What Does Pyke Do for Me?
Pyke was primarily designed to allow you to "cook" your Python code. You write Python code, and then you write Pyke code to cook that Python code -- i.e. to assemble the Python functions that you've written and customize them for a specific situation or use-case.
Pyke can also be used for difficult decision making applications where each part of the problem has multiple possible solutions and the selection of a solution to one part of the problem affects whether another part of the problem can be solved or not.
Cooking Your Python Code
Cooking your Python code is a form of meta-programming, or writing programs that manipulate other programs. I.e., it's a means of programming in the large.
Thus, Pyke provides a way to directly "program in the large", which dovetails with using Python to "program in the small". Pyke supplements but does not replace Python!
Pyke helps programmers to achieve order of magnitude improvements in:
- Using Pyke allows your Python code to be combined into thousands of different configurations.
- Thus, your application or library takes on the characteristics of a Domain Specific Language to achieve an order of magnitude increase in adaptability without a corresponding increase in your program's "surface area" to your users.
- Thinking of your application or library as a Domain Specific Language (DSL), you're using Pyke to "compile" rather than "interpret" your DSL to achieve an order of magnitude improvement in performance.
- Code Reuse
- Making your code an order of magnitude more adaptable and an order of magnitude faster allows it to be (re)used in a correspondingly broader range of situations.
Examples of Cooking Python Code
Database Access Library
You're writing a library package to make it easier for Python programmers to access relational databases. You write Python code that deals with the mechanics of accessing relational databases, and then you write Pyke code to make a cooked version of this code for each database access with your user's application.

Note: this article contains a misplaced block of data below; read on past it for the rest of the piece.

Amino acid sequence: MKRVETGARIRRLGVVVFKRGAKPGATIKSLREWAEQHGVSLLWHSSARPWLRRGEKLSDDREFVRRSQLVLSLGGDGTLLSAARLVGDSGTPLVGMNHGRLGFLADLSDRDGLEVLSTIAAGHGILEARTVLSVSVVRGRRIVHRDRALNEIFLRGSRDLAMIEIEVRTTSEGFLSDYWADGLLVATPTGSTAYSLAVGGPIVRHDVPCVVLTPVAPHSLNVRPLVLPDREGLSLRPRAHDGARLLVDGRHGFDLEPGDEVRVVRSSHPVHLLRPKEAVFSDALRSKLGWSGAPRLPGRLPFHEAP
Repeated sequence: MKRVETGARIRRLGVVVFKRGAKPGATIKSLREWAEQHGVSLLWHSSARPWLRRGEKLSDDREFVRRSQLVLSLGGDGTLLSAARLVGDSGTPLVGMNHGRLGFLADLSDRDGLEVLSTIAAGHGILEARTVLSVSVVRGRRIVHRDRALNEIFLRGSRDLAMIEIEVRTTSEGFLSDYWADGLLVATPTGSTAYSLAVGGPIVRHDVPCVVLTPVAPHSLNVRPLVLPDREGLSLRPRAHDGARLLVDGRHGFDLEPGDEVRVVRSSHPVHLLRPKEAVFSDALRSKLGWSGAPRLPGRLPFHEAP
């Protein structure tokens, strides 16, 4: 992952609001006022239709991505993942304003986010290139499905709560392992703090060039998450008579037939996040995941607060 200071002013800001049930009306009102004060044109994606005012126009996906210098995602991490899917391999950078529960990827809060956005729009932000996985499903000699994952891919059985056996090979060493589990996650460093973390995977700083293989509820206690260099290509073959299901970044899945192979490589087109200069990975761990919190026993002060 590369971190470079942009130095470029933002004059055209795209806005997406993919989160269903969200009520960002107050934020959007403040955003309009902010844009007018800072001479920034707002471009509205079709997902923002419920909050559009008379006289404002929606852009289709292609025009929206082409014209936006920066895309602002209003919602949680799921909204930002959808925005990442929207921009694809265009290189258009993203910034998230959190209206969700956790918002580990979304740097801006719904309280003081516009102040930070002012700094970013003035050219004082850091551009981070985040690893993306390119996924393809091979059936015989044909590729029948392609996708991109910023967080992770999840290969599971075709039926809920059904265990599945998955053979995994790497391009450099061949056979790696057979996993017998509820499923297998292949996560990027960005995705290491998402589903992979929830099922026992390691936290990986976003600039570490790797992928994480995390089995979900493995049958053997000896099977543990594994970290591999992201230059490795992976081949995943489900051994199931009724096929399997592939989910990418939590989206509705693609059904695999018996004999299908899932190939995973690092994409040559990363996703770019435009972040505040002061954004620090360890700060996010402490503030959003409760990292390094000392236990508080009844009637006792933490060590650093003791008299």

You might also use Pyke to provide help installing and configuring the database and help creating the schema.
By taking this approach, your library will be an order of magnitude faster than competing database access libraries because you've used Pyke to essentially compile custom code for each database access.
The sqlgen example demonstrates this approach.
HTML Templating Library
Or you're writing an HTML templating package to make it easier for Python programmers to generate HTML. You write Python code that deals with the mechanics of HTML, and then you write Pyke code to make a cooked version of this code for each HTML template.
By taking this approach, your library will be an order of magnitude faster than competing HTML templating libraries because you've used Pyke to essentially compile custom code for each HTML template.
The web_framework example demonstrates this approach. It uses the sqlgen example to make a little web framework. The 2 HTML templates in this example were also done in TurboGears 2 and then a siege benchmark test done on both:
- TurboGears 2 ran 75.83 transactions/sec
- The Pyke example ran 791.01 transactions/sec
Linux Configuration Program
Or you're writing a new Linux configuration program. You write the Python code to query and set the various system configuration options, and then you write Pyke code to ask the user what he wants and build a cooked version of your code to make the necessary changes.
In this case, you're not looking for performance. You use Pyke to handle the complicated decision making and use its plan facility to postpone making any configuration changes until your program is sure that it's "dotted all of the i's and crossed all the t's".